The Great Pretender
I saw Star Wars in the theater when it first came out. It was way back in the fourth grade, at a classmate's 9th birthday party. I'd heard about the movie all summer and had seen the characters splashed across countless t-shirts, lunchboxes and posters, so I was brimming with excitement when the time came to experience this phenomenon for myself. By the time the first ten minutes had elapsed, I had to admit the truth to myself . . . I was really, really bored. It just wasn't my type of movie - I've never been into sci-fi or fantasy and I just couldn't follow the story or care much about the problems of the various droids, ewoks, and intergalactic characters who populated the film.
But somehow I knew, instinctively, that I should not share my opinion with the other kids in my group. Everyone loved Star Wars - it was practically un-American not to! So when the movie was over I joined in with enthusiastic praise, swooning over the dreaminess of Mark Hamill as Luke Skywalker and vowing to see it again a dozen more times (in fact I have never seen it since).
That was the first time I remember faking it to fit in with the crowd, but it certainly wasn't the last. All through school I did so in a strenuous attempt to shoehorn myself into the often ill-fitting mold of a typical, cookie-cutter suburban schoolgirl. I festooned my room with pictures of horses, and then with posters of Ricky Schroeder and Ralph Macchio because that was what my friends did. I begged my parents for albums by Kool & the Gang and Blondie since I knew it was more acceptable that admitting "I'm not really into the whole pop music thing - I'd rather play my dad's old folk records from the 50s and 60s. Guantanamera, anyone?" I pretended to care deeply about Luke & Laura's wedding or who shot J.R., though I'd never seen an episode of General Hospital or Dallas in my life.
In high school the big thing to do was to hang out after class at Fro-gurt, a frozen yogurt joint in the shopping center across the street from campus. I was there several days a week, spending all of my meager babysitting cash despite the indisputable fact that I detest frozen yogurt. To me it always tastes bland and chalky no matter how desperately you try to mask it with fruit and candy toppings. Looking back it seems so silly, when I could have just said "How about we go for ice cream this time?" or "I'll come along, but I'll just have a cup of coffee." But that would have involved going out on a limb and being different, a concept which terrified me. I just wanted to blend in and eat my yogurt, no matter how vile I found it.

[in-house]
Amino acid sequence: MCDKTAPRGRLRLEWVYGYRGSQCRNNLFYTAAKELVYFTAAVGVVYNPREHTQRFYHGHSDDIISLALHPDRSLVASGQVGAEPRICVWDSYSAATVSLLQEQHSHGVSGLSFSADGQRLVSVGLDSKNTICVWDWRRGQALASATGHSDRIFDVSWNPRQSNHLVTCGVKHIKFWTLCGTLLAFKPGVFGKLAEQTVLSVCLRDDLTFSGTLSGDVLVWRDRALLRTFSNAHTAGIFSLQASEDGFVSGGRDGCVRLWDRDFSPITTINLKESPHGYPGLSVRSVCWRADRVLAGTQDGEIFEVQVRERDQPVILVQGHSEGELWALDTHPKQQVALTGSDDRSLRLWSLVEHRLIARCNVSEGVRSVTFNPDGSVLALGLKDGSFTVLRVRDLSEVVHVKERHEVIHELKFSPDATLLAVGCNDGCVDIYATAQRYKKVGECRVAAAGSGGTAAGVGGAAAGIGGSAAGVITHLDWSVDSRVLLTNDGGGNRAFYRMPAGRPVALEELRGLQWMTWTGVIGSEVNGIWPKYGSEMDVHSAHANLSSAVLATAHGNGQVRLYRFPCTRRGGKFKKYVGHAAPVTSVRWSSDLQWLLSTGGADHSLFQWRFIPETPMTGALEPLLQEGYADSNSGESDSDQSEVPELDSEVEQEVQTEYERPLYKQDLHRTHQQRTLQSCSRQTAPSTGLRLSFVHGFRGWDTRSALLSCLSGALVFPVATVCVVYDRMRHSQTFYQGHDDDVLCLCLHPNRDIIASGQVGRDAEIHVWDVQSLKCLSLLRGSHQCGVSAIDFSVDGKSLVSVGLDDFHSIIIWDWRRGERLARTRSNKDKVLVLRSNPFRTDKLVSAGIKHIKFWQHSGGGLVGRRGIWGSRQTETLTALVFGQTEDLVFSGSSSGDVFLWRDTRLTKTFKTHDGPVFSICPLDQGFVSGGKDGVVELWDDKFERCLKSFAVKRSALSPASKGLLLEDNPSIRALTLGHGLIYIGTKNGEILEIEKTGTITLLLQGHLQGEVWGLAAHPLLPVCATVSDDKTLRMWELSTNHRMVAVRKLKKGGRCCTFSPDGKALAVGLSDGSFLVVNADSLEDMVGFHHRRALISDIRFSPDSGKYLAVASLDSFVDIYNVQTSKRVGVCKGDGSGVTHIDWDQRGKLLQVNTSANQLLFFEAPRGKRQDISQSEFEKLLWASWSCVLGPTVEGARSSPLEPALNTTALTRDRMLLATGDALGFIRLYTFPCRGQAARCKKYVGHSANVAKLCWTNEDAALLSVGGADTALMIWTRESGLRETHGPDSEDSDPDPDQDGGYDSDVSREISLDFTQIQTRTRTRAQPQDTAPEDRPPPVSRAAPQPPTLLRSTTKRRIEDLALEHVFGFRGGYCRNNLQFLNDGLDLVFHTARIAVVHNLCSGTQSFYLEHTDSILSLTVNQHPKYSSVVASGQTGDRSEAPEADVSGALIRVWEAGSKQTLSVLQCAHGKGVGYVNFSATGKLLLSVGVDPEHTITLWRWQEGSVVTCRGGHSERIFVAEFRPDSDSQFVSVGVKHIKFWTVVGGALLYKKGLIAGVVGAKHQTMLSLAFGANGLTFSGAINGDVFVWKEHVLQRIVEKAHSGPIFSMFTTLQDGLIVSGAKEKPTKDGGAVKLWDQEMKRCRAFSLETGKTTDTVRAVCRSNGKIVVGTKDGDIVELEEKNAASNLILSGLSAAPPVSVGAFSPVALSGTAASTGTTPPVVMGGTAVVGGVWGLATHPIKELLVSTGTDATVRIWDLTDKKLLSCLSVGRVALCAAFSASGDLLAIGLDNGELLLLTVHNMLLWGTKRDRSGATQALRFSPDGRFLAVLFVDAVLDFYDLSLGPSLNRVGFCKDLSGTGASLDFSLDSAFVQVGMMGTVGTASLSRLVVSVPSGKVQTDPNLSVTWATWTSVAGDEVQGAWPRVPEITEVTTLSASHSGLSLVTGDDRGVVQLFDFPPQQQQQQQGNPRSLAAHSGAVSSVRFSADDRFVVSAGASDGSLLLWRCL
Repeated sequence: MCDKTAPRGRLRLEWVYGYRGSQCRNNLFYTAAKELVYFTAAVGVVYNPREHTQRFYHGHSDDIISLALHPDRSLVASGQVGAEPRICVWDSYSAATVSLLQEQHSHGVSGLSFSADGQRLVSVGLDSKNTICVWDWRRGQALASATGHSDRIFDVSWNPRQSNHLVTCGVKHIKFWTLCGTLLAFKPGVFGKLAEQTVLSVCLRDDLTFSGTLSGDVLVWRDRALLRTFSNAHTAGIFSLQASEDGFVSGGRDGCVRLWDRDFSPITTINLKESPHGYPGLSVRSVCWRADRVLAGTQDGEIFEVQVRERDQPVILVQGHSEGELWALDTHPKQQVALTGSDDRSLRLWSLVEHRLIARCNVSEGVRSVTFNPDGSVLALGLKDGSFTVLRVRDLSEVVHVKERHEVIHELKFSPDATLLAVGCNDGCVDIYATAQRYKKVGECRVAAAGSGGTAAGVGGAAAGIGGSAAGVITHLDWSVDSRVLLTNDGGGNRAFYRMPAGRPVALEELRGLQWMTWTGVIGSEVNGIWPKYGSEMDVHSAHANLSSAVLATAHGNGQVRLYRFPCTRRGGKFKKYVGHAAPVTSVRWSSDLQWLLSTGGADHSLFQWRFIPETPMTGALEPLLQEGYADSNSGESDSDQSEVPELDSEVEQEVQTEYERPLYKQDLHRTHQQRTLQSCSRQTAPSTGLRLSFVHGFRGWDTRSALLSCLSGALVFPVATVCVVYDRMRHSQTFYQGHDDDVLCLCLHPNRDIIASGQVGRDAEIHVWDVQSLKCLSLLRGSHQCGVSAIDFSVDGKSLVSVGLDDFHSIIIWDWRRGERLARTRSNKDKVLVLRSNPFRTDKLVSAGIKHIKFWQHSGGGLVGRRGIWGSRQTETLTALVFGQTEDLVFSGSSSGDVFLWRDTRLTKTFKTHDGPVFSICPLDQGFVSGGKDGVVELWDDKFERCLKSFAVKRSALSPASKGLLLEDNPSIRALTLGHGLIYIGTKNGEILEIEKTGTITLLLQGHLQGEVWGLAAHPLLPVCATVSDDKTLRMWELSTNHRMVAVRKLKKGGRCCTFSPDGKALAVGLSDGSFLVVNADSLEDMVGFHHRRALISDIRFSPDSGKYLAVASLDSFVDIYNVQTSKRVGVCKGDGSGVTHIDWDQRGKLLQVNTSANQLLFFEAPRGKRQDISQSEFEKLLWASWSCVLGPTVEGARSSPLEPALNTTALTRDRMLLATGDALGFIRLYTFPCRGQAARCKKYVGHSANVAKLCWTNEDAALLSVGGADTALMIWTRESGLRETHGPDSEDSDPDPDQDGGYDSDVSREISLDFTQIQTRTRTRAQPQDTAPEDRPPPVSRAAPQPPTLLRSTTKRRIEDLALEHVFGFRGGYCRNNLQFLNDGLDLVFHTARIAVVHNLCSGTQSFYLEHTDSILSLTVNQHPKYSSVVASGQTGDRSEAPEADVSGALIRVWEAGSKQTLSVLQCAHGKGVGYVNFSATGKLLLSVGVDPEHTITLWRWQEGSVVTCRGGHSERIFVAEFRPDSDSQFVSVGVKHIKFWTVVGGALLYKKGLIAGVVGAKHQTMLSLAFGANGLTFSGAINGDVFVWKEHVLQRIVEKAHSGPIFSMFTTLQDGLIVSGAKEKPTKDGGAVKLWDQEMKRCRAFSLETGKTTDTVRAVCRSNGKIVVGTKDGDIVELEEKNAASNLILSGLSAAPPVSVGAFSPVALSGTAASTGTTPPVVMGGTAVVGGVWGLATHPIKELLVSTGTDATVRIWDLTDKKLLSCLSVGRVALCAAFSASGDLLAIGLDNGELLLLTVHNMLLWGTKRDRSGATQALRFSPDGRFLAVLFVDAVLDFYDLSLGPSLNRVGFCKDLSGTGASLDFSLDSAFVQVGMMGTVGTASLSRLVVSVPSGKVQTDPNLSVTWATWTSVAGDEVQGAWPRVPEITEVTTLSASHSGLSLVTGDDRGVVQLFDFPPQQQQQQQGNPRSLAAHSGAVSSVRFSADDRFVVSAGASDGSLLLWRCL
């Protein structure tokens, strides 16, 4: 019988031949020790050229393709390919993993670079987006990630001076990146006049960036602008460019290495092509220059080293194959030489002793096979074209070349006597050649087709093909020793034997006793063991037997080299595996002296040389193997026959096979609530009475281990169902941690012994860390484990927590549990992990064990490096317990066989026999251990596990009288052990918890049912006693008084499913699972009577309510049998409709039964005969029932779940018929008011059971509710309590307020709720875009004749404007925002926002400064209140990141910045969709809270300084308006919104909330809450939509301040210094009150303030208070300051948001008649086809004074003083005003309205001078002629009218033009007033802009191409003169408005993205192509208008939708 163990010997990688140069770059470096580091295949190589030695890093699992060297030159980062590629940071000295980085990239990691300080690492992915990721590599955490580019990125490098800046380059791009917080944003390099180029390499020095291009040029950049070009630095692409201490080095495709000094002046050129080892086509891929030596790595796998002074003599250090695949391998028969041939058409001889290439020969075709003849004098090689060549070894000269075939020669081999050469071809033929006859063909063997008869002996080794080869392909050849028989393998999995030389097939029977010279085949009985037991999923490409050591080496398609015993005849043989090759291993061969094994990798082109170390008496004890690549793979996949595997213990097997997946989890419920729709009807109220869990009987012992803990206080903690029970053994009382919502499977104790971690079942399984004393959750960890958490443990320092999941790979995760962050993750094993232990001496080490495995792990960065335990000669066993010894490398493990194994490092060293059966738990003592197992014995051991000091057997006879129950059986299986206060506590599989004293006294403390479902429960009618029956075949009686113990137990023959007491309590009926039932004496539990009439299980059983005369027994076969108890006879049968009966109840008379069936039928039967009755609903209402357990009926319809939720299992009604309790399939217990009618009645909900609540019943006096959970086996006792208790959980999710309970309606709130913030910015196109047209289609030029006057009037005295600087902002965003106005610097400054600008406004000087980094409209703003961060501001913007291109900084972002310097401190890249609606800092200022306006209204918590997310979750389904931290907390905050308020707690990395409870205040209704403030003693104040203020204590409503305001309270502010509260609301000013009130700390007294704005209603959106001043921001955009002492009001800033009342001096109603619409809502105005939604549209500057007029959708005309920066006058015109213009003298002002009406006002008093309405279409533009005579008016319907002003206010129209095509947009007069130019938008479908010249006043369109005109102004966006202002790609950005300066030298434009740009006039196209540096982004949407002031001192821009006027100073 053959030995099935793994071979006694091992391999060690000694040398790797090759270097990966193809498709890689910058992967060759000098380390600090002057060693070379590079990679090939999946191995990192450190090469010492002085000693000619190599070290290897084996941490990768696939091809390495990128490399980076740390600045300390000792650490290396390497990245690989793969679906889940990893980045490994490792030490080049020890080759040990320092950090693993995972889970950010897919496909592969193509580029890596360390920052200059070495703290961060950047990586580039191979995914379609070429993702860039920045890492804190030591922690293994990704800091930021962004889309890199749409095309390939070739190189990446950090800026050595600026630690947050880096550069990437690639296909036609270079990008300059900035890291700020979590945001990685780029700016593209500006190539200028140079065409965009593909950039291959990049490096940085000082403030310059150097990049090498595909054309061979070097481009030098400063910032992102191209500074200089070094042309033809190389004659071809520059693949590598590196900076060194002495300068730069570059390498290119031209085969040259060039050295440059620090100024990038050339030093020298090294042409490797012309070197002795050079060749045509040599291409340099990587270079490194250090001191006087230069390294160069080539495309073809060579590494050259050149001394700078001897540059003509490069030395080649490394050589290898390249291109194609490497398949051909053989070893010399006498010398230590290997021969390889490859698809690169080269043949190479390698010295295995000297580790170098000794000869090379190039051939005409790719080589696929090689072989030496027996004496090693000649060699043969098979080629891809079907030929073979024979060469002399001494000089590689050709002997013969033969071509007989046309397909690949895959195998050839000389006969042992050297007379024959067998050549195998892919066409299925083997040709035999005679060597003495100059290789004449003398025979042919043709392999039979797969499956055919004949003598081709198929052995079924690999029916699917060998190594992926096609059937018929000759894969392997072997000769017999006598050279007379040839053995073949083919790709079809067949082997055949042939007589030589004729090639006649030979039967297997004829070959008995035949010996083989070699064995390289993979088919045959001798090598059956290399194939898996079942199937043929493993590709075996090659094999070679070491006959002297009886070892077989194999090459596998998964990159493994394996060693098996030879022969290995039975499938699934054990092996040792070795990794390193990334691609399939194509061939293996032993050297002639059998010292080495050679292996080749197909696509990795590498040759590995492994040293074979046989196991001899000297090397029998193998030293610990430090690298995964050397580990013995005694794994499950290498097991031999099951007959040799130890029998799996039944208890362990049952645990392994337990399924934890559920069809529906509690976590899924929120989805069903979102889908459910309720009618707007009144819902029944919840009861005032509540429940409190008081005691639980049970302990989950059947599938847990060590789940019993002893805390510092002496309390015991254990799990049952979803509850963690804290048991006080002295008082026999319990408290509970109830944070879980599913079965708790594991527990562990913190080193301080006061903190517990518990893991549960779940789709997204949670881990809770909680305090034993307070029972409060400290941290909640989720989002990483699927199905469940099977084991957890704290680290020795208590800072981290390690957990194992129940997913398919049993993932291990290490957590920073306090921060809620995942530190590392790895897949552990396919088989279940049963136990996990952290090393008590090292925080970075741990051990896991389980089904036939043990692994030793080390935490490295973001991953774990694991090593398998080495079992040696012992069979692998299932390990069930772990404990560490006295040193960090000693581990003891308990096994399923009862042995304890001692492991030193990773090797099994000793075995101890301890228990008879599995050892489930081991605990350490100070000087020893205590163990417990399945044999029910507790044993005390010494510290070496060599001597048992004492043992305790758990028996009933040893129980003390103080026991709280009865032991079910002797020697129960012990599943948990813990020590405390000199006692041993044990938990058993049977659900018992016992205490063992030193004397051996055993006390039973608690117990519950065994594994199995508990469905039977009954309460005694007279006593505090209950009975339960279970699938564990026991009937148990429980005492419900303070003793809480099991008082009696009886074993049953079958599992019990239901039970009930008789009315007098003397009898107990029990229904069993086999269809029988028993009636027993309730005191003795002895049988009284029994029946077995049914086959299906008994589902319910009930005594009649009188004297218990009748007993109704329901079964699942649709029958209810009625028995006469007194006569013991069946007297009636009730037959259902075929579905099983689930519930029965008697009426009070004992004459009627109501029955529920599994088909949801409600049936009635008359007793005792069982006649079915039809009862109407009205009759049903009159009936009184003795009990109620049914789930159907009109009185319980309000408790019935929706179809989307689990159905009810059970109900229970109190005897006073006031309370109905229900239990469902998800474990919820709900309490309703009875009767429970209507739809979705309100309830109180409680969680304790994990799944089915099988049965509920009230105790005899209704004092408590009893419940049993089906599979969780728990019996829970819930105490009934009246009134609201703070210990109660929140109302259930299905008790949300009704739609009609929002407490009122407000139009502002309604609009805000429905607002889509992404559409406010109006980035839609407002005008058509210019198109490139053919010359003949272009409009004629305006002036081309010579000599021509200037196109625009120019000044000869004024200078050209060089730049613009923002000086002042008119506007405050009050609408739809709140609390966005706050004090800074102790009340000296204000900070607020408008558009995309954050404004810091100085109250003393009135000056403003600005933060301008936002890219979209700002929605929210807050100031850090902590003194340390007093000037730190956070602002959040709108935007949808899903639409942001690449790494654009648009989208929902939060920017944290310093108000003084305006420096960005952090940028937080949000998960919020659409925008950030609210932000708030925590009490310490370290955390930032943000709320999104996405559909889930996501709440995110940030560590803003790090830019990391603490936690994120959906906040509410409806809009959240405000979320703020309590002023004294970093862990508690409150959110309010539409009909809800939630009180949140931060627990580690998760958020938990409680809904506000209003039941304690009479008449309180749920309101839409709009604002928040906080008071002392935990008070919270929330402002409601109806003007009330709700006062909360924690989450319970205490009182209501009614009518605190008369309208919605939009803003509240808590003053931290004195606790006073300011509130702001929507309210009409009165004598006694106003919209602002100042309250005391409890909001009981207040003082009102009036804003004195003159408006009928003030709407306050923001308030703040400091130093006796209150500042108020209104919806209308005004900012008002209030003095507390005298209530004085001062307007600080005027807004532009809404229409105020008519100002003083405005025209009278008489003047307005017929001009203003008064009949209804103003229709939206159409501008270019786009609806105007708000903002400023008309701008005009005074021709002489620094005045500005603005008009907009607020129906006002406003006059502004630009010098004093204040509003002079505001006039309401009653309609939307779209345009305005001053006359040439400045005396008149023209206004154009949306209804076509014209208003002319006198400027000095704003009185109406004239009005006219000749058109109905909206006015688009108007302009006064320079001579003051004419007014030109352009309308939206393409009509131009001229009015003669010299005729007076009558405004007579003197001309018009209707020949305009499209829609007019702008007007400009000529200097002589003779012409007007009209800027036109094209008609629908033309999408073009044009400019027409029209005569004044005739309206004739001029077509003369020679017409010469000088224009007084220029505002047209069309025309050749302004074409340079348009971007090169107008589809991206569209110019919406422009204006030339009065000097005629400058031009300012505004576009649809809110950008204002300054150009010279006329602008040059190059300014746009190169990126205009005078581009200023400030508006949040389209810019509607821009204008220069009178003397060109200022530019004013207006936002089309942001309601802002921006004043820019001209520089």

Luckily, the university I attended had a very groovy, crunchy granola ethos with a big emphasis on "doing your own thing." Very few people joined sororities or paid much attention to things like clothes with designer labels - we were hundreds of miles away from the nearest upscale department store, so people who cared about such things tended to stay far away from our part of the state. It was a perfect fit for me, and for the first time I was at the center, rather than the fringes, of a popular, lively group of friends. In theory it was great to be included in the college social scene and get invited out every weekend. But this, too, had its downside. Unfortunately, I quickly found that I hated crowds, loud drunk people, blaring music, and alcohol - the very staples of collegiate social life.
I just could not see the appeal; I was obviously on a different wavelength than the rest of the crowd. My friends and I would walk into a bar, and I'd think, oh good, it's quiet and not too crowded in here, we can all sit by the fire and have a nice conversation. Meanwhile everyone else would be crying "My god, this place is DEAD - let's get out of here!" Apparently the goal was to find a bar that was practically deafening, thick with smoke, and so jam-packed you could barely squeeze your way in. Then, after you waited forever for your drink, you stood shoved into a corner and shouted at each other over the music. And I put myself through this, week after week, because - yet again - it was what college students did. What they didn't do was say "Parties, shmarties - I think I'll just stay home, make some hot cocoa, and curl up with the ol' Sunday Times puzzle!"
Words cannot describe how much I love being in my thirties, settled down with a family and free from the peer pressures that dominated my youth. I have completely embraced my inner geek, spending as much free time as I can doing crosswords, reading, watching documentaries and listening to the Classic Cabaret channel on AccuRadio to my heart's content. In some ways I have gone to the opposite extreme, firmly planting my feet and refusing to even try to do the accepted thing.
For example, my boss at work is a huge, huge sports fan. For years I have watched with detached amusement as co-workers have tried to curry favor by studying the latest sports headlines and attempting to discuss them with her. I don't participate in this. Rather, I have purposely become as grossly ignorant as possible on the subject. I won't even look at the sports page for fear I might actually learn which teams are competing in the Superbowl. Moreover, I deny any knowledge of the event - when the subject arises at work I just blink quizically and say "Superbowl . . . is that some sort of contest? Like the National Scrabble Championship?"
People probably think I am a complete weirdo . . . and that's just fine with me. At the very least, it means no one will be trying to drag me to see Episode III - Revenge of the Sith!